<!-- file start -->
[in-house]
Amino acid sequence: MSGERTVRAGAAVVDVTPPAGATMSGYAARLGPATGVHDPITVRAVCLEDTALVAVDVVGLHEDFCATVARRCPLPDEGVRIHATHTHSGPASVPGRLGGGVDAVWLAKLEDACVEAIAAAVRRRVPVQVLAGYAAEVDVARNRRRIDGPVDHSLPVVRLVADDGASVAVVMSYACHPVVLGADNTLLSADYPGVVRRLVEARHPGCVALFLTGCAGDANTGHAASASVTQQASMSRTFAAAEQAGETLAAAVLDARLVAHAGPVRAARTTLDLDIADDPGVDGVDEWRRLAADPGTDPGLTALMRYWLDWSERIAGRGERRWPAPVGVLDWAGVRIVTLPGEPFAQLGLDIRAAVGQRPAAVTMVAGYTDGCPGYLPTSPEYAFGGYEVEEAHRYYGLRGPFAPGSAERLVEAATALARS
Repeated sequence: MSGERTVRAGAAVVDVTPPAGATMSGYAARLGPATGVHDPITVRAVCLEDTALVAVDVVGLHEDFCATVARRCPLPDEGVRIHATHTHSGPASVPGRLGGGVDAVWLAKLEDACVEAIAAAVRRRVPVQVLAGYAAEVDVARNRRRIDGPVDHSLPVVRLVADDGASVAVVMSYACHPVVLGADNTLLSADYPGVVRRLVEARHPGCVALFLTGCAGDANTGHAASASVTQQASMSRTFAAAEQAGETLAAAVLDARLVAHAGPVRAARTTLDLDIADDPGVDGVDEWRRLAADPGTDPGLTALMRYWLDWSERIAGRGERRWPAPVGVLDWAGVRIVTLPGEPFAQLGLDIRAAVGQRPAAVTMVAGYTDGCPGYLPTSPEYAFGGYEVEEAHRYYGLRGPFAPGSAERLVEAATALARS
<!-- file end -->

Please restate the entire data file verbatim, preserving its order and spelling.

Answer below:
[in-house]
Amino acid sequence: MSGERTVRAGAAVVDVTPPAGATMSGYAARLGPATGVHDPITVRAVCLEDTALVAVDVVGLHEDFCATVARRCPLPDEGVRIHATHTHSGPASVPGRLGGGVDAVWLAKLEDACVEAIAAAVRRRVPVQVLAGYAAEVDVARNRRRIDGPVDHSLPVVRLVADDGASVAVVMSYACHPVVLGADNTLLSADYPGVVRRLVEARHPGCVALFLTGCAGDANTGHAASASVTQQASMSRTFAAAEQAGETLAAAVLDARLVAHAGPVRAARTTLDLDIADDPGVDGVDEWRRLAADPGTDPGLTALMRYWLDWSERIAGRGERRWPAPVGVLDWAGVRIVTLPGEPFAQLGLDIRAAVGQRPAAVTMVAGYTDGCPGYLPTSPEYAFGGYEVEEAHRYYGLRGPFAPGSAERLVEAATALARS
Repeated sequence: MSGERTVRAGAAVVDVTPPAGATMSGYAARLGPATGVHDPITVRAVCLEDTALVAVDVVGLHEDFCATVARRCPLPDEGVRIHATHTHSGPASVPGRLGGGVDAVWLAKLEDACVEAIAAAVRRRVPVQVLAGYAAEVDVARNRRRIDGPVDHSLPVVRLVADDGASVAVVMSYACHPVVLGADNTLLSADYPGVVRRLVEARHPGCVALFLTGCAGDANTGHAASASVTQQASMSRTFAAAEQAGETLAAAVLDARLVAHAGPVRAARTTLDLDIADDPGVDGVDEWRRLAADPGTDPGLTALMRYWLDWSERIAGRGERRWPAPVGVLDWAGVRIVTLPGEPFAQLGLDIRAAVGQRPAAVTMVAGYTDGCPGYLPTSPEYAFGGYEVEEAHRYYGLRGPFAPGSAERLVEAATALARS